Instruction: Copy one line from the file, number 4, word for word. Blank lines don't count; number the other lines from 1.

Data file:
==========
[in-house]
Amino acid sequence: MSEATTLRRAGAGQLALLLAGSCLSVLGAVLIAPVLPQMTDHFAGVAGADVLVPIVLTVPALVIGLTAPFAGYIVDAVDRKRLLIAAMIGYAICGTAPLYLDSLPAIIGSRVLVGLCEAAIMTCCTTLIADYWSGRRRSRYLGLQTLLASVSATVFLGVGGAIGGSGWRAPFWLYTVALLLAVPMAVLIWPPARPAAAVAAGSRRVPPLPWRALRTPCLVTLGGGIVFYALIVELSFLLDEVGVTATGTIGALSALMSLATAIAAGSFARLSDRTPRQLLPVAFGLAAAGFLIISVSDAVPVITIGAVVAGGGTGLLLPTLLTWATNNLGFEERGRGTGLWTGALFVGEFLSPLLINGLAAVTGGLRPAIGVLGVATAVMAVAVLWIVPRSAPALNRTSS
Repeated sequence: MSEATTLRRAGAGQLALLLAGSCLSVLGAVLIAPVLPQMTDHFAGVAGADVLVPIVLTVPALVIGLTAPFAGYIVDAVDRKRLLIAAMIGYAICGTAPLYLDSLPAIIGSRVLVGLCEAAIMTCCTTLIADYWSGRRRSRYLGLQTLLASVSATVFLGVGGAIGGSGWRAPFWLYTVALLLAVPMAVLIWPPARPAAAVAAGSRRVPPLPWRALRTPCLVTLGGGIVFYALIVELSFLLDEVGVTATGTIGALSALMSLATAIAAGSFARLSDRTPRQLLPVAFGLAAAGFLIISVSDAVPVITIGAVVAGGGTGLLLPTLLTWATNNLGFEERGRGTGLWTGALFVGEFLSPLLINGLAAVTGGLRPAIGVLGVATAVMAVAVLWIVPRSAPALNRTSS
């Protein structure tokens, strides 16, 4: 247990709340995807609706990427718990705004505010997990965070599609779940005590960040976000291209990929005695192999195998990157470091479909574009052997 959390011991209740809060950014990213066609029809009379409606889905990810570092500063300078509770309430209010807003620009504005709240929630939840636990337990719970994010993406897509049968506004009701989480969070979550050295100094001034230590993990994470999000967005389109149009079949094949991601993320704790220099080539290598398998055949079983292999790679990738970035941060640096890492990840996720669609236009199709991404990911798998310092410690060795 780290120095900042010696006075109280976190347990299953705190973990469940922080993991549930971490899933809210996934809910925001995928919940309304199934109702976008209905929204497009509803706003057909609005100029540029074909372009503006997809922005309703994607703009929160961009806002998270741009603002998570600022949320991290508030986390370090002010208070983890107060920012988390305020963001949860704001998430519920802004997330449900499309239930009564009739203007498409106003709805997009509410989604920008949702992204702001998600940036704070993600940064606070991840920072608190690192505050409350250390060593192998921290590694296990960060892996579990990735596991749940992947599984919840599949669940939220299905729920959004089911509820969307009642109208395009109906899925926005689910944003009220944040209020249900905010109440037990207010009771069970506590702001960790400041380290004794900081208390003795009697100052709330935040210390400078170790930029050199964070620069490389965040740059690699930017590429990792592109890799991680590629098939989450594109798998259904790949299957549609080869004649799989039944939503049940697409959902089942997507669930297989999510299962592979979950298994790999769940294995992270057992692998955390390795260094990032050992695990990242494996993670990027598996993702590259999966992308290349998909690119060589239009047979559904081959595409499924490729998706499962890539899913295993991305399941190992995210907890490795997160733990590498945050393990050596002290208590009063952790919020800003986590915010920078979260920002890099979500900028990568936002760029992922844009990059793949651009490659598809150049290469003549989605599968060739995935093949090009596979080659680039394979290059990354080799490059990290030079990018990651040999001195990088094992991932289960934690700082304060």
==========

């Protein structure tokens, strides 16, 4: 247990709340995807609706990427718990705004505010997990965070599609779940005590960040976000291209990929005695192999195998990157470091479909574009052997 959390011991209740809060950014990213066609029809009379409606889905990810570092500063300078509770309430209010807003620009504005709240929630939840636990337990719970994010993406897509049968506004009701989480969070979550050295100094001034230590993990994470999000967005389109149009079949094949991601993320704790220099080539290598398998055949079983292999790679990738970035941060640096890492990840996720669609236009199709991404990911798998310092410690060795 780290120095900042010696006075109280976190347990299953705190973990469940922080993991549930971490899933809210996934809910925001995928919940309304199934109702976008209905929204497009509803706003057909609005100029540029074909372009503006997809922005309703994607703009929160961009806002998270741009603002998570600022949320991290508030986390370090002010208070983890107060920012988390305020963001949860704001998430519920802004997330449900499309239930009564009739203007498409106003709805997009509410989604920008949702992204702001998600940036704070993600940064606070991840920072608190690192505050409350250390060593192998921290590694296990960060892996579990990735596991749940992947599984919840599949669940939220299905729920959004089911509820969307009642109208395009109906899925926005689910944003009220944040209020249900905010109440037990207010009771069970506590702001960790400041380290004794900081208390003795009697100052709330935040210390400078170790930029050199964070620069490389965040740059690699930017590429990792592109890799991680590629098939989450594109798998259904790949299957549609080869004649799989039944939503049940697409959902089942997507669930297989999510299962592979979950298994790999769940294995992270057992692998955390390795260094990032050992695990990242494996993670990027598996993702590259999966992308290349998909690119060589239009047979559904081959595409499924490729998706499962890539899913295993991305399941190992995210907890490795997160733990590498945050393990050596002290208590009063952790919020800003986590915010920078979260920002890099979500900028990568936002760029992922844009990059793949651009490659598809150049290469003549989605599968060739995935093949090009596979080659680039394979290059990354080799490059990290030079990018990651040999001195990088094992991932289960934690700082304060």